A central tenet of clinical social work is “person in context.” Social workers examine a person or family’s social, physical, spiritual, and political context to determine the best intervention. In my social work practice, the fundamental question I asked myself was “what resources and programs are available to my clients?” As a family therapist, and in working with youth, I routinely connected families to resources related to child care, early education, after-school programming, arts, and sports programs. Engaging children and youth in structured activities on a consistent basis in a positive environment is crucial to their development and the overall health of schools and communities. The availability and accessibility of these resources at times meant life or death to the families I worked with.

Now, as a newly elected city council member, the fundamental question I ask myself is “how do we pay for, sustain, and create additional resources for children and youth to ensure their safety, healthy development, and success?”

The answer is simple: Communities must engage in the process of strategic public financing.

Strategic public financing is a process that assigns a cost to the goals and policy priorities a community has for its children and youth—and identifies ways to cover that cost. The process is guided by three essential questions:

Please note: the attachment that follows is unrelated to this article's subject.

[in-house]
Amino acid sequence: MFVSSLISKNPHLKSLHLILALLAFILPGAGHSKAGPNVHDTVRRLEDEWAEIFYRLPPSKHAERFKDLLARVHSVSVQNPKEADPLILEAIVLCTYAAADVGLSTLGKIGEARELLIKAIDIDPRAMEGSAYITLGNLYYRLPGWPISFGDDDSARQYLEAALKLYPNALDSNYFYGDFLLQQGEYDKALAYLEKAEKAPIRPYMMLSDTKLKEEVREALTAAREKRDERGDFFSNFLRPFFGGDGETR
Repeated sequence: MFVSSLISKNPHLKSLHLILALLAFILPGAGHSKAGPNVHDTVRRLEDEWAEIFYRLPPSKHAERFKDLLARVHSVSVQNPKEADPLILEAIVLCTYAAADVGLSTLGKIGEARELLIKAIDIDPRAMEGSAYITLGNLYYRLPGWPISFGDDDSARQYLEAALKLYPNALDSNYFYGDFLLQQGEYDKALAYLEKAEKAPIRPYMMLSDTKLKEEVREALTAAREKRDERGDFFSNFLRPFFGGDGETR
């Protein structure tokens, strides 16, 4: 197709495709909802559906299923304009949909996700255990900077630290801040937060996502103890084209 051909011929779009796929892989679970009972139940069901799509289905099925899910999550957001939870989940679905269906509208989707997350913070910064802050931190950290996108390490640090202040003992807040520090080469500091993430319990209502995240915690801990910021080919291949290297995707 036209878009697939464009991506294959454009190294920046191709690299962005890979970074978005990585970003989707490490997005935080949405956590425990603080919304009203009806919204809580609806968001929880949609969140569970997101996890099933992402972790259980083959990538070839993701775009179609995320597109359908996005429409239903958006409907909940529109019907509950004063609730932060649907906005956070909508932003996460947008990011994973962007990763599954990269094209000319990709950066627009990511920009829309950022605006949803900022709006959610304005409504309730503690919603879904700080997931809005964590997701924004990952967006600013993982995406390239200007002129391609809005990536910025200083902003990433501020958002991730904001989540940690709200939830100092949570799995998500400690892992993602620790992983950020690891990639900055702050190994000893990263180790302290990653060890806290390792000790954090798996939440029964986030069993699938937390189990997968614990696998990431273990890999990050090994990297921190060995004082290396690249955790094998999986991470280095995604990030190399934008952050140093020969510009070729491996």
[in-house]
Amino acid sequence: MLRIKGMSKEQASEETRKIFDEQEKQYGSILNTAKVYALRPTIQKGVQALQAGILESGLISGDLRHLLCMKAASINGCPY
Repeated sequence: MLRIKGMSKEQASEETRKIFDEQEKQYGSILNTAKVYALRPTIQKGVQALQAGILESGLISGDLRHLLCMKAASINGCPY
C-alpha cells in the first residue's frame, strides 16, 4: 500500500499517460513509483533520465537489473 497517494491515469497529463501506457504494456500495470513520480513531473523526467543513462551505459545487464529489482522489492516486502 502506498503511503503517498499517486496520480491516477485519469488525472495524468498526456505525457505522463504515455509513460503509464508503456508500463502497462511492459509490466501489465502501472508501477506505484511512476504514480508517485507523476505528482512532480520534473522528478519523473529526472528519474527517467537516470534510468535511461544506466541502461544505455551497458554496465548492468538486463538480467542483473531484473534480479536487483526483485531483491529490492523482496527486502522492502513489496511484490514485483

1. How much funding do we currently have?
  2. How much funding do we need?
  3. How do we fill the gap between our existing funding and the amount we need to achieve our goals?

As communities explore and answer these questions, many discover they need a consistent source of revenue to meet their goals generated through a voter-approved children’s fund.

Guess what? Voters agree.

More than 80% of voters believe that creating equitable opportunities for children to get a strong start in life should be one of the highest priorities for government—and they are willing to raise their own local taxes to make those opportunities possible. This finding, and others about voters’ attitudes toward funding for children and youth services, comes from a national poll of U.S. voters that Children’s Funding Project commissioned with Children’s Funding Accelerator (our advocacy arm) and conducted with FM3 Research in August 2021.

The reality is voters will tax themselves for kids.

At Children’s Funding Project we envision a nation where all children and youth thrive because all communities maintain equitable, coordinated, and sustainable funding for comprehensive services and programs. Yet the current national labor shortage, caused partly by insufficient funding to support competitive salaries, is making those types of comprehensive services and programs unattainable for some communities. We can see this impact in organizations that serve children and youth. Nurses, social workers, mental health professionals, and other direct service providers are in high demand; however, many of these positions are not competitively paid professions despite requiring graduate degrees.